Daily Archives: June 15, 2012

I Live For The Sun

Today has been an absolutely beautiful day. Perfect weather, blue skies, cool breezes. It’s been lovely all over and I think the local kids are off for the summer from school. It’s a lot quieter around 3:00 in the afternoon. The streets of Hoboken should have plenty of parking this weekend, with a lot of people heading down the shore once again. The supermarket was fairly empty. I’ve been going to a supermarket that isn’t around the block, it’s about 20 minutes away by foot and larger and has more stuff and it is cheaper. It’s been an exciting week.

Last Friday was my father’s birthday. He would have been 90 years old. I didn’t post anything about him on Facebook or here and neither did anyone else, meaning my siblings or their families. Nobody misses Poppy. Sad I suppose but he wasn’t especially nice to his children, but he did love his grandchildren. I should correct that, he was nice to his friends and their families. To me it seemed his own family was never as good as his friends’ children. But that was then and this is now and he’s been gone since 1999. On Mother’s Day Bill and I did stop by the cemetery.

Now cemeteries don’t mean much to me. The people buried there are decomposing under the ground and basically taking up space. I’ve been going to cemeteries most of my life and it’s just a marble slab with some information on them. And sometimes there is not enough information. My parent’s headstone has no mention of any children, which is how he wanted it anyhow. I always thought that my father saw his own children as competition for my mother’s affection, and with the headstone there is no competition anymore, there are no kids to compete with.

I didn’t speak with him for a number of years before he died. After my mother passed away in 1991, my living situation was not so great and my life had turned upside down when she died. I thought it might be a good idea to live with my father since he was in such a sorry state and I thought it was a chance to rebuild a bridge to each other. My siblings tried talking me out of it as did a few friends, but I went ahead in a fog, thinking that he had changed, since I had changed.

Nope. I was wrong. After a few weeks he was back to his nasty self, saying heinous things to me. It was not easy living with him and I wound up drinking a lot. I would sit in my brother’s bedroom since mine had turned into a storage area and watch TV. If I had to pee, I would open the window instead of going downstairs to the bathroom opposite his bedroom. It was while I was living with my father that I heard about the apartment in Weehawken where I would live from 1991 to 2002. It was the light at the end of the tunnel and I knew I wouldn’t have to deal with him again, not for a while at least.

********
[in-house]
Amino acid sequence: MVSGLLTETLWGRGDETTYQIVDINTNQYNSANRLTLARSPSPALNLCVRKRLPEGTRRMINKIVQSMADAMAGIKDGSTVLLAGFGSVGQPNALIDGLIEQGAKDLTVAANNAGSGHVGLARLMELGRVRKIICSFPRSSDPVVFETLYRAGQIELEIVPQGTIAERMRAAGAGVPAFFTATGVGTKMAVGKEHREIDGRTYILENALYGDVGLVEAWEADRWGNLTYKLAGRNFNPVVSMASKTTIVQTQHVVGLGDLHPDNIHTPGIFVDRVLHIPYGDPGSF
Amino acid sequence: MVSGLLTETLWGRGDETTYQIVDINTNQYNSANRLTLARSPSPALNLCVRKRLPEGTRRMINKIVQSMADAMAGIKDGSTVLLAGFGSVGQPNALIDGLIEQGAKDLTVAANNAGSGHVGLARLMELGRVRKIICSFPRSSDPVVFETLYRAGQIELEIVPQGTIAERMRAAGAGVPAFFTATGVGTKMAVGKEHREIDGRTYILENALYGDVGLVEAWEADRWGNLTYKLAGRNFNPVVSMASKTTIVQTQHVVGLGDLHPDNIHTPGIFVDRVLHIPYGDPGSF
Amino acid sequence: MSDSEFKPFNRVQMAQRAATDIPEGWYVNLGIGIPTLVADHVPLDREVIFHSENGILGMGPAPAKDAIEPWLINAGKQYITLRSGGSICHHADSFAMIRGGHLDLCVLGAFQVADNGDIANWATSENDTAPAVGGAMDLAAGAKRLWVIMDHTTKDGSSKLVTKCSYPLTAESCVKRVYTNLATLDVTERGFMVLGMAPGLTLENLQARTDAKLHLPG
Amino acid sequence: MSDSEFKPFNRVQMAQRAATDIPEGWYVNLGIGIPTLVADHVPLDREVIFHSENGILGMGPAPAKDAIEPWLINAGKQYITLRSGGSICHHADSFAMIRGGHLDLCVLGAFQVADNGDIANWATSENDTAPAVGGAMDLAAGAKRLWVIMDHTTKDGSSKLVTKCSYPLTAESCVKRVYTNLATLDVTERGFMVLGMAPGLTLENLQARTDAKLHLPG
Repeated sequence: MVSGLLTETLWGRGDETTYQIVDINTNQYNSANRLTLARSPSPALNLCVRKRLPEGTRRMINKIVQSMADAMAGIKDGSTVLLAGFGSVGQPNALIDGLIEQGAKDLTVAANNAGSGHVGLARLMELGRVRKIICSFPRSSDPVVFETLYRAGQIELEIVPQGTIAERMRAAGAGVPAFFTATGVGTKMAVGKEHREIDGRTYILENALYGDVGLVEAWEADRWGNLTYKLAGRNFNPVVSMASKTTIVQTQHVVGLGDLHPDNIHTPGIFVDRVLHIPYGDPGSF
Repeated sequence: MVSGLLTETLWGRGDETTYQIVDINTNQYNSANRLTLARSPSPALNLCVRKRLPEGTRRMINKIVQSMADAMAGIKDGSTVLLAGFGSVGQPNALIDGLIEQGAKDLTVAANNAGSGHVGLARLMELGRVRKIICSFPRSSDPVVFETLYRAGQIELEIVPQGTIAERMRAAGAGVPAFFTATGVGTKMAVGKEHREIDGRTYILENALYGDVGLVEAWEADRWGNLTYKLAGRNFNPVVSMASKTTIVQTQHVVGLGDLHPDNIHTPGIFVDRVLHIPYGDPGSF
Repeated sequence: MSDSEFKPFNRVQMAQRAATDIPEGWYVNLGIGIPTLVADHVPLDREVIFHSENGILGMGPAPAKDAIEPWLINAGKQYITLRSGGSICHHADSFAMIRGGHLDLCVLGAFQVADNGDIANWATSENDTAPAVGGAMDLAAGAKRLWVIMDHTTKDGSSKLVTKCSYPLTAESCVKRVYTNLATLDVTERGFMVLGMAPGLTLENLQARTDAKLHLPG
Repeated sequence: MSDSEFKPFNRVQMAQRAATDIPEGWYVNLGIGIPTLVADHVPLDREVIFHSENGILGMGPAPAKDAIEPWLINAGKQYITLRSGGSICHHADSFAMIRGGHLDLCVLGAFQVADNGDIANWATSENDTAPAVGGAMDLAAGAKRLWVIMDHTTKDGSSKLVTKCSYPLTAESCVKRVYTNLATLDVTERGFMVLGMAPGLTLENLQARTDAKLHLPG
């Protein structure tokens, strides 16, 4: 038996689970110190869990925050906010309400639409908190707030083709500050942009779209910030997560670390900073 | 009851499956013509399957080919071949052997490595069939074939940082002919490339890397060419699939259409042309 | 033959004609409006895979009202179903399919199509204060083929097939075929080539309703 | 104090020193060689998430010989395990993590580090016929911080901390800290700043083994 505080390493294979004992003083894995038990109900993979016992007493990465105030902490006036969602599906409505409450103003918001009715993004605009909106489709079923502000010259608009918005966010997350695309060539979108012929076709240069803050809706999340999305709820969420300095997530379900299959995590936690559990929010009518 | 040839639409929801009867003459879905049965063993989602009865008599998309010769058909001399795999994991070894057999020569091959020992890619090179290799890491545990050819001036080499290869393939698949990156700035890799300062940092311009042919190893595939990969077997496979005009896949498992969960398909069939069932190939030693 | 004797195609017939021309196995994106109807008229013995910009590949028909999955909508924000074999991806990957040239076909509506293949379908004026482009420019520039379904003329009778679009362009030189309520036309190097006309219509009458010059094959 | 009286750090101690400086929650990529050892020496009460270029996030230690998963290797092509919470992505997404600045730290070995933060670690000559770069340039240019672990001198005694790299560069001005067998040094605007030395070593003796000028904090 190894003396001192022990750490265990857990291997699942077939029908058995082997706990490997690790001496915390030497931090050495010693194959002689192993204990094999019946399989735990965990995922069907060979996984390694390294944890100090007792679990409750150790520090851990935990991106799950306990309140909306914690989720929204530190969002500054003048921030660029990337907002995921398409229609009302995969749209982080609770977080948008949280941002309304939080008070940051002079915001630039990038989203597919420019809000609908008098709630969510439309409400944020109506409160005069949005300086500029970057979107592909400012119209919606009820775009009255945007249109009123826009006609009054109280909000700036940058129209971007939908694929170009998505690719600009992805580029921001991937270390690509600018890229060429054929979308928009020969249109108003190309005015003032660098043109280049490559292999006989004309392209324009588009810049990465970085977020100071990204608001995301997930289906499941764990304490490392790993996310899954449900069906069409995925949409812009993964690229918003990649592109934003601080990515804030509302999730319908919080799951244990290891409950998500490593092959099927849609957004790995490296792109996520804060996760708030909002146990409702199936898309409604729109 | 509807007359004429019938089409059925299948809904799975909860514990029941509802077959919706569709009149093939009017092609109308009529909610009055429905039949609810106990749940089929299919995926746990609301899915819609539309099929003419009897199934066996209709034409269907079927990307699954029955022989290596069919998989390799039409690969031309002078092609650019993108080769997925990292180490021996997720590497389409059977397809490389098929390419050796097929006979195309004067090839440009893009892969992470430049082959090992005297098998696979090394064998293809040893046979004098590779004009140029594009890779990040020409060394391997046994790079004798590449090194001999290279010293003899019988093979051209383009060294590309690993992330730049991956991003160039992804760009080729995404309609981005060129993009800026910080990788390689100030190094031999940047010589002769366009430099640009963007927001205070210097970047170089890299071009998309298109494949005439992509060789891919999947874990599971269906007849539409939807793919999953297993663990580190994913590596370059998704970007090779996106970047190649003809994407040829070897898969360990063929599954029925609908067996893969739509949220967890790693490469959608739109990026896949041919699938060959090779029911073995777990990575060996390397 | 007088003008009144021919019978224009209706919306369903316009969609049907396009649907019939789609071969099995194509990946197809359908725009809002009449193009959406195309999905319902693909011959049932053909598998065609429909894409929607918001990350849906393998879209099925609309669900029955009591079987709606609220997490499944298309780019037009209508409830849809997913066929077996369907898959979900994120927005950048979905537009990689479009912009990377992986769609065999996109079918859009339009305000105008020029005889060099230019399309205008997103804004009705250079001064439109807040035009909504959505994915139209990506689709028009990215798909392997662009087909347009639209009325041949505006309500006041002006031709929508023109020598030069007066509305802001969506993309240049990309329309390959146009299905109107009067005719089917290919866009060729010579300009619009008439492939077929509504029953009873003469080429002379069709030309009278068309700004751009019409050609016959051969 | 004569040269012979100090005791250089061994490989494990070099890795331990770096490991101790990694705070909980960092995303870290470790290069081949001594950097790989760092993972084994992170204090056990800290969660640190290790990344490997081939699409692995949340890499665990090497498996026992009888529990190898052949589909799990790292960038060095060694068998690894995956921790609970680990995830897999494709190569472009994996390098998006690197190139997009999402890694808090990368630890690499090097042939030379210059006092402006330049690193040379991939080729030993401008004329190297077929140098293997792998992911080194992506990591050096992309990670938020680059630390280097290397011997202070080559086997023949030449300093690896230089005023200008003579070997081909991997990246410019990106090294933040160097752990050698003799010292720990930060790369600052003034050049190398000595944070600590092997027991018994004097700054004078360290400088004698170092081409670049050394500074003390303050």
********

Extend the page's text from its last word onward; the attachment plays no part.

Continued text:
In between his birthday and Father’s day was the cause of our first falling out. I had decided to combine his birthday and Father’s day and he didn’t like that one bit. So much so that when I called him for his birthday he asked loudly where his present was. When I explained what I was going to do he explained his displeasure at that. So he wound up not getting anything and I didn’t speak to him for about a year until that time in 1991.

It’s sad, that looking back at my history with my father, all I can remember is the bad times, since there were so many as opposed to the good times. A few good times were had as a family when he wasn’t around, when we could be ourselves with our guards down. I remember while living with my father for those few months, going to the dry cleaners. My family had been going to Onyx Cleaners for years and when I went the woman behind the counter expressed her sorrow at my father passing away. The look on her face when I corrected her, telling her it was my mother that passed, said volumes.

He did his best I suppose and he did the bare minimum. And as bad as I think it was, there were certainly other families in my neighborhood that had it worse, and going through life, I have found that some friends had even worse fathers in general. It would have been nice to have a father to toss a ball with (my mother taught my brothers and I how to throw) or be supportive, but what can you do?

You don’t get to choose your parents, and they don’t get to choose you. Sometimes it’s win/win, sometimes it’s lose/lose and sometimes it’s win/lose. And sometimes it is a totally different thing. You have to move on.

02 No Thanks